Improving Genetic Programming for
the Environment and Other Applications
Genetic Programming (GP) is the youngest paradigm inside the artificial intelligence research area called evolutionary computation, and consists on the automated learning of computer programs. Theoretically, GP can solve any problem whose candidate solutions can be measured and compared, making it a widely applicable technique. GP often yields results that are not merely academically interesting, but competitive with the work developed by humans.
Remote Sensing (RS) is the science of obtaining information about objects or phenomena without being in direct contact with them. It is based on the detection and measurement of electromagnetic energy such as light, heat, and radio waves. The success of RS applications depends on the ability to derive useful information from the raw data, and machine learning has been widely used in the attempt to automate some of the related tasks.
Despite being a powerful and versatile technique, GP has not yet been intensively used in RS applications. Although some work has been published, this area of research remains mostly unexplored for two reasons: practitioners of the field do not know about GP and its capabilities; computer scientists do not have the opportunity to access the RS data, or the background to fully understand the problems involved. Prior collaborations between the team members have already paved the way for bridging the gap between the two worlds.
Because it is a young and complex paradigm, the practical use of GP still poses a few challenges. The first major problem faced by most researchers and users of GP is the emergent phenomena of bloat. Because GP uses a variable-length representation for its solutions, the programs are allowed to grow during the evolutionary process. Although code growth is a natural result of the search for better solutions, there is usually an excessive proliferation of redundant code that increases the size of programs without correspondingly improving their fitness. This is a serious problem that can actually stagnate the evolutionary process, and it has been the subject of numerous studies since the beginnings of GP. In recent years there has been a new surge of interest in the bloat problem, and some recent publications concern a new theory explaining its emergence and describe some of the most successful bloat control techniques developed so far. The team members have actively contributed to both, and are now eager to go beyond the benchmark problems and validate the new findings with real-world data.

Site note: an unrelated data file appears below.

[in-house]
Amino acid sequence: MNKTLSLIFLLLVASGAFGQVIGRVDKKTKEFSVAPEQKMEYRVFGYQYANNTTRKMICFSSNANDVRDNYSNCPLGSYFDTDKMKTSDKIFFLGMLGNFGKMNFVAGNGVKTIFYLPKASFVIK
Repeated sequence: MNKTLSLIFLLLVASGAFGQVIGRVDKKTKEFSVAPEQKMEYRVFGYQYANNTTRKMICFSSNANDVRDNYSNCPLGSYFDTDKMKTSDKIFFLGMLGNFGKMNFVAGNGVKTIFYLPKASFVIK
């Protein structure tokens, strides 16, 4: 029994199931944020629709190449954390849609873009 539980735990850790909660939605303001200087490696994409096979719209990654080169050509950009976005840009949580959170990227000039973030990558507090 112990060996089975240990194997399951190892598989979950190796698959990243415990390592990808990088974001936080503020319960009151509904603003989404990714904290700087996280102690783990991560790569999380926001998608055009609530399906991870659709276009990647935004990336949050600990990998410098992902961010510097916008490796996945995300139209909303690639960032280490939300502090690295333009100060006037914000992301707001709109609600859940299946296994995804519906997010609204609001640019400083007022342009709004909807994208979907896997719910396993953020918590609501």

Typical of most supervised learning algorithms, another problem faced by GP is overfitting. During the optimization process the algorithm tries to improve the proposed solution as much as possible. If given enough degrees of freedom it will become specialized on the data used for learning, while losing the ability to generalize to different data sets. Few studies have addressed the overfitting problem in the specific context of GP, with some of the most recent ideas being proposed by a team member. There are a few contradictory results regarding the connection between code parsimony and overfitting, but none that ever explored the direct link between bloat and overfitting. It has been generally believed that the two phenomena are strongly related, but a very recent study by the team has provided surprising evidence that bloat can occur without overfitting and overfitting can occur without bloat, with the most unlikely scenario being the occurrence of both.
Another handicap of most GP systems is the inadequacy to deal with multiclass classification problems, a kind so common in RS. This problem derives not from limitations of the algorithm, but from the particular representation used for the solutions. Adapting GP to better deal with multiclass problems has never been an active field of research. The team has addressed this problem on the context of a RS application.
In this project we will develop and test new approaches to the bloat and overfitting problems in GP, while studying the relationship between the two, and adapt GP for improved efficiency in multiclass classification problems. Going beyond the benchmark tests, we will be using RS and other types of data in the newly emerged land use / land cover change science domain, solving problems that have a major impact at the environmental level. Besides actually providing new models and solutions to the field, the achievement of these goals will ultimately produce a powerful general-purpose tool that can be used by practitioners of many diverse areas of research besides land science and beyond RS data.
This project brings together a team of specialists from both land and computer sciences whose knowledge and experience covers all the topics addressed, spanning through a range of biologically inspired algorithms and real-world applications much broader than the simple pairing of GP and RS.
Participants, Funding, etc